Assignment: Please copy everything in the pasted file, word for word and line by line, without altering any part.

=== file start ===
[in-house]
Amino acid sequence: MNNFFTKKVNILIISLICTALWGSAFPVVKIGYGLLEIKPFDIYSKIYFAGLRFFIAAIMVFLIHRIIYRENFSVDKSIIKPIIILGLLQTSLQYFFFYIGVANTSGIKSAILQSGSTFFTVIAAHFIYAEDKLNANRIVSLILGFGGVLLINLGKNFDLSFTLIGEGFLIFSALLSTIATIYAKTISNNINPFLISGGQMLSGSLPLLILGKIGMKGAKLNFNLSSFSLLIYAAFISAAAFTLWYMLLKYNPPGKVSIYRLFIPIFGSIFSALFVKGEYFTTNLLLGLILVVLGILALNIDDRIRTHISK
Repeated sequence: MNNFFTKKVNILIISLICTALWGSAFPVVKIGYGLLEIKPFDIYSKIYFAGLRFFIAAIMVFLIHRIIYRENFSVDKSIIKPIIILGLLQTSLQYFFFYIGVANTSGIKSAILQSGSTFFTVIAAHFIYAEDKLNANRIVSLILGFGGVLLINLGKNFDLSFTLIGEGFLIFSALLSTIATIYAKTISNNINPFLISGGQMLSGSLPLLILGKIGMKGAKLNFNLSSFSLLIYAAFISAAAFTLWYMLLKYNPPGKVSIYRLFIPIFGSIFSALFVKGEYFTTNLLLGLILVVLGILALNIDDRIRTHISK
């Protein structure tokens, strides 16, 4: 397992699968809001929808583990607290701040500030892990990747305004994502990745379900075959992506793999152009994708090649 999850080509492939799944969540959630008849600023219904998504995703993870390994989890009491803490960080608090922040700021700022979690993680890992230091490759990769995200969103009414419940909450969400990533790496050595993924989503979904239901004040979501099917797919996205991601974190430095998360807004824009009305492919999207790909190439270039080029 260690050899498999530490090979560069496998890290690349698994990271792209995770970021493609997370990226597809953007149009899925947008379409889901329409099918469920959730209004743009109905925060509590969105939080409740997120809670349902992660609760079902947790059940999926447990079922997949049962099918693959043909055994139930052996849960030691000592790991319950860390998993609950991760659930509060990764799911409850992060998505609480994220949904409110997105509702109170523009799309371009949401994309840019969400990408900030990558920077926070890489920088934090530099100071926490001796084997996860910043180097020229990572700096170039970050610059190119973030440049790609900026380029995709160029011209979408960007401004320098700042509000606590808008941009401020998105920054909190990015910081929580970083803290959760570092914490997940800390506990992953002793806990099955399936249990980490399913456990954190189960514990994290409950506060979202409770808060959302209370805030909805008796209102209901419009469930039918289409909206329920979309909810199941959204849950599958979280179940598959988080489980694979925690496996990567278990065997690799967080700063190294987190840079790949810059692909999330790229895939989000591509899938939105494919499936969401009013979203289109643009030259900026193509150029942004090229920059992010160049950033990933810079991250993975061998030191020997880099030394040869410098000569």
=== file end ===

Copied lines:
[in-house]
Amino acid sequence: MNNFFTKKVNILIISLICTALWGSAFPVVKIGYGLLEIKPFDIYSKIYFAGLRFFIAAIMVFLIHRIIYRENFSVDKSIIKPIIILGLLQTSLQYFFFYIGVANTSGIKSAILQSGSTFFTVIAAHFIYAEDKLNANRIVSLILGFGGVLLINLGKNFDLSFTLIGEGFLIFSALLSTIATIYAKTISNNINPFLISGGQMLSGSLPLLILGKIGMKGAKLNFNLSSFSLLIYAAFISAAAFTLWYMLLKYNPPGKVSIYRLFIPIFGSIFSALFVKGEYFTTNLLLGLILVVLGILALNIDDRIRTHISK
Repeated sequence: MNNFFTKKVNILIISLICTALWGSAFPVVKIGYGLLEIKPFDIYSKIYFAGLRFFIAAIMVFLIHRIIYRENFSVDKSIIKPIIILGLLQTSLQYFFFYIGVANTSGIKSAILQSGSTFFTVIAAHFIYAEDKLNANRIVSLILGFGGVLLINLGKNFDLSFTLIGEGFLIFSALLSTIATIYAKTISNNINPFLISGGQMLSGSLPLLILGKIGMKGAKLNFNLSSFSLLIYAAFISAAAFTLWYMLLKYNPPGKVSIYRLFIPIFGSIFSALFVKGEYFTTNLLLGLILVVLGILALNIDDRIRTHISK
């Protein structure tokens, strides 16, 4: 397992699968809001929808583990607290701040500030892990990747305004994502990745379900075959992506793999152009994708090649 999850080509492939799944969540959630008849600023219904998504995703993870390994989890009491803490960080608090922040700021700022979690993680890992230091490759990769995200969103009414419940909450969400990533790496050595993924989503979904239901004040979501099917797919996205991601974190430095998360807004824009009305492919999207790909190439270039080029 260690050899498999530490090979560069496998890290690349698994990271792209995770970021493609997370990226597809953007149009899925947008379409889901329409099918469920959730209004743009109905925060509590969105939080409740997120809670349902992660609760079902947790059940999926447990079922997949049962099918693959043909055994139930052996849960030691000592790991319950860390998993609950991760659930509060990764799911409850992060998505609480994220949904409110997105509702109170523009799309371009949401994309840019969400990408900030990558920077926070890489920088934090530099100071926490001796084997996860910043180097020229990572700096170039970050610059190119973030440049790609900026380029995709160029011209979408960007401004320098700042509000606590808008941009401020998105920054909190990015910081929580970083803290959760570092914490997940800390506990992953002793806990099955399936249990980490399913456990954190189960514990994290409950506060979202409770808060959302209370805030909805008796209102209901419009469930039918289409909206329920979309909810199941959204849950599958979280179940598959988080489980694979925690496996990567278990065997690799967080700063190294987190840079790949810059692909999330790229895939989000591509899938939105494919499936969401009013979203289109643009030259900026193509150029942004090229920059992010160049950033990933810079991250993975061998030191020997880099030394040869410098000569």